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There are individuals who evacuate seemingly unbearable states of mind into other people or into another person and then attack that person. In so doing they attack the part of themselves that has been evacuated, the part they have been unable to digest and metabolize as part of their impulse or fantasy life. After offloading it they feel relief, but this is a temporary respite, as they then feel they will be attacked by the person into whom they have evacuated the dangerous, unmanageable part of themselves. The counterattack may be by the person in receipt of the projection, or by the part which is in the projector himself or herself. This part is felt to be angry at having been gotten rid of.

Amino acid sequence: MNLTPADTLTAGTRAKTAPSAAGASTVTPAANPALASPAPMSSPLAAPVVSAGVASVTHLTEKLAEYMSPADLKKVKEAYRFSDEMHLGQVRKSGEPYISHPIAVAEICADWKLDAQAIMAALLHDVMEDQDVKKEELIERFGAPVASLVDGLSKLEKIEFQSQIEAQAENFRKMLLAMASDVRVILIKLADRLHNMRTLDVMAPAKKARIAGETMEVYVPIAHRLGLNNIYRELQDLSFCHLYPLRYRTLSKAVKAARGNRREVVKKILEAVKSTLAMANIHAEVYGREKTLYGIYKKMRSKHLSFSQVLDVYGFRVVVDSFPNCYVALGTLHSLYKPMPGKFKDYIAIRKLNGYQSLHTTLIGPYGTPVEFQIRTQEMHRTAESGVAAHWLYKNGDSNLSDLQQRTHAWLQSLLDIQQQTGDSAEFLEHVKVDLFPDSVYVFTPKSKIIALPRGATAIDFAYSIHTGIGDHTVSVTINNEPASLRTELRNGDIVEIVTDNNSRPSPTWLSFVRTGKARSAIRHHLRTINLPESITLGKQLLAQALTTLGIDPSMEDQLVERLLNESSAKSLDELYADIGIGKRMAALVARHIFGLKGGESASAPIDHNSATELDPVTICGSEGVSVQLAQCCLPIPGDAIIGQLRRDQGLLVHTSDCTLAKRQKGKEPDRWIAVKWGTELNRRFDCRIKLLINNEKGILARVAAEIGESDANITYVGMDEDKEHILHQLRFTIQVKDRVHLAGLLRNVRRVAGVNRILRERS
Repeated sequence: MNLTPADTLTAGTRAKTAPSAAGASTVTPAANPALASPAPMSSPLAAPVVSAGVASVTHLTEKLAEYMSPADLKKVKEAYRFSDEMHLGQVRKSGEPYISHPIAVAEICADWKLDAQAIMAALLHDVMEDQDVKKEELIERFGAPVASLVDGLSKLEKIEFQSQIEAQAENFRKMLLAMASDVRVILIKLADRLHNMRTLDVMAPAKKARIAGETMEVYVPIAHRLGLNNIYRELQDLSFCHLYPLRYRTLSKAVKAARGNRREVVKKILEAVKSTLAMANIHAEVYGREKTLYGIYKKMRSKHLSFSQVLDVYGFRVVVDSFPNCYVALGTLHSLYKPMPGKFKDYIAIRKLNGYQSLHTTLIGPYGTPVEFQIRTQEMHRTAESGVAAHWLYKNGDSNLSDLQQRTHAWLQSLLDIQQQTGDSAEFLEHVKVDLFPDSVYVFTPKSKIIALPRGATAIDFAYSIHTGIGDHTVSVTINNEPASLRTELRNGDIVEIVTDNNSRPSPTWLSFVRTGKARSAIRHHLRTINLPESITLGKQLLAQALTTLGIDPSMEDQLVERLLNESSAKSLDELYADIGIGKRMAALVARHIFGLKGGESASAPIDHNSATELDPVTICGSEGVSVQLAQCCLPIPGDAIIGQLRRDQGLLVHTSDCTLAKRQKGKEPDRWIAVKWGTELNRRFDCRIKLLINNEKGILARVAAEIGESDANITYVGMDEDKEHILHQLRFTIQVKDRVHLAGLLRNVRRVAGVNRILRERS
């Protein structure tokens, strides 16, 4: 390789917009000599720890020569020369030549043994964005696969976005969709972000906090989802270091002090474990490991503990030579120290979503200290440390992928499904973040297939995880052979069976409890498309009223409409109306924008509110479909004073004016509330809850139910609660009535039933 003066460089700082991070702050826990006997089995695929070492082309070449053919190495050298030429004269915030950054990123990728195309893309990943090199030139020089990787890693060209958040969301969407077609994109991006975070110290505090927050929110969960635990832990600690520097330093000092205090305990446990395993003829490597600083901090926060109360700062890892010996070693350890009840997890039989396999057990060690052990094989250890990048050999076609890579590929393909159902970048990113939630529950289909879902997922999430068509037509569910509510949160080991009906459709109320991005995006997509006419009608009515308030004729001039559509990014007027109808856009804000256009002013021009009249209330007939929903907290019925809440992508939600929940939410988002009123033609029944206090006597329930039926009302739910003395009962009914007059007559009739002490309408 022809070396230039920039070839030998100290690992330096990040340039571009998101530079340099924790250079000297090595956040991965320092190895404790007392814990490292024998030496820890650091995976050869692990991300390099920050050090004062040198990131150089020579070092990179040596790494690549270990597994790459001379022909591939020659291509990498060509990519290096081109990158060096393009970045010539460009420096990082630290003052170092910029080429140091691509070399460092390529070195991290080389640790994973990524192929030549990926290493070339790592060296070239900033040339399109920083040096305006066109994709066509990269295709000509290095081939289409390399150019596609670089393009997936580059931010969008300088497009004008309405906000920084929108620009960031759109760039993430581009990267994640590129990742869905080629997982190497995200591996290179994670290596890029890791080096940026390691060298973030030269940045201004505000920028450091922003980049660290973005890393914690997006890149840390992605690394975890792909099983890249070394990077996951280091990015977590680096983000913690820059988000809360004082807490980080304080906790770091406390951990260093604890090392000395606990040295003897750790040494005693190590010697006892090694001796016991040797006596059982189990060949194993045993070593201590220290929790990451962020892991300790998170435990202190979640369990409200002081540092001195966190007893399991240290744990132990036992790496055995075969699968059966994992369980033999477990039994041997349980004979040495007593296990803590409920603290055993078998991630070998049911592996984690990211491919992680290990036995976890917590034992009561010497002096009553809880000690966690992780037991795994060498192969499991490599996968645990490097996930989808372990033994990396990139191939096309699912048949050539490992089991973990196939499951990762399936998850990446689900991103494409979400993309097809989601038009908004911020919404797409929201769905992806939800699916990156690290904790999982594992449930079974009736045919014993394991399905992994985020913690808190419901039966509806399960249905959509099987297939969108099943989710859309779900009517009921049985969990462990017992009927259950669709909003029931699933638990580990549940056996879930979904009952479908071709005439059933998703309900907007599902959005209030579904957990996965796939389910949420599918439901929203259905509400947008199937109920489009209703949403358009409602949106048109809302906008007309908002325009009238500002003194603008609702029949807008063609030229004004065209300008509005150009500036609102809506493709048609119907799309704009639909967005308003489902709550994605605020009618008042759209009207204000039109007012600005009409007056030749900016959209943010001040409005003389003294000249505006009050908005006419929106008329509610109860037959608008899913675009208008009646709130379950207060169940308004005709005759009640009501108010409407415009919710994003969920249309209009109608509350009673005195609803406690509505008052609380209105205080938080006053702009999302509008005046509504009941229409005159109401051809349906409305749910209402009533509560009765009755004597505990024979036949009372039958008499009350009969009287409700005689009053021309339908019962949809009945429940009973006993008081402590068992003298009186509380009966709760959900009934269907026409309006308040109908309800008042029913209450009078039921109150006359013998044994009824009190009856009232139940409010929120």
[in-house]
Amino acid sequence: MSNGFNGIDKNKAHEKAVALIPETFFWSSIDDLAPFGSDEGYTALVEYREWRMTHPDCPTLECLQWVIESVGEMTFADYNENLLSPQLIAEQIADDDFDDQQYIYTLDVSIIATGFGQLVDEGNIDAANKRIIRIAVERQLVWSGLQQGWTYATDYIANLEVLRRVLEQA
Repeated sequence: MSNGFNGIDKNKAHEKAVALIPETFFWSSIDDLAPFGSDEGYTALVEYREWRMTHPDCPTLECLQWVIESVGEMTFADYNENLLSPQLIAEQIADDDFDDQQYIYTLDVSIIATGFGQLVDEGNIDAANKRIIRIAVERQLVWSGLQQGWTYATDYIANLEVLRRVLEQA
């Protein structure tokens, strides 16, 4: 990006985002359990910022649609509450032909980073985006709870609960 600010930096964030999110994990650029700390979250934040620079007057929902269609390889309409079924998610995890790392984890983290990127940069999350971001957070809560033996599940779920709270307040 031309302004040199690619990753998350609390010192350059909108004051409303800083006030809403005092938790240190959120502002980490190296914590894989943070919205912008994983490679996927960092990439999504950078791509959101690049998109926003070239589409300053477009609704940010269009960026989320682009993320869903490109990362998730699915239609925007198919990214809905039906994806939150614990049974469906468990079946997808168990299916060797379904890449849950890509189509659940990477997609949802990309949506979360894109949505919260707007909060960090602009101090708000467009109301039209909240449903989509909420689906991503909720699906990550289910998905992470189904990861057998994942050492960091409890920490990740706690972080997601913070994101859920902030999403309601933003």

Some potential victims who have been treated this way retaliate violently on their own behalf. Some, however, seem to be born victims who unconsciously, or consciously and perversely, welcome ill-treatment, even to the point of becoming murder victims. There is a distinction between the perverse masochism of finding pleasure in pain and/or the threat of pain and serious damage—in other words, a more and a less serious category. An example of the latter is the young man who persuaded some youths to crucify him in a public park. Fortunately, he was freed; only much later was it revealed that he had asked to be crucified. Some expressions of masochism, and indeed of sadism, are extremely complicated. What is happening cannot be understood until the unconscious fantasy constellation is pieced together. Usually the individual addicted to a particular kind of action knows only a part of the constellation, most of which is going on below the surface in the unconscious mind. Whenever in a repetitive sequence of action there is a dividend of pleasure, it takes a lot of therapy and a good deal of understanding in depth before that dividend can be renounced.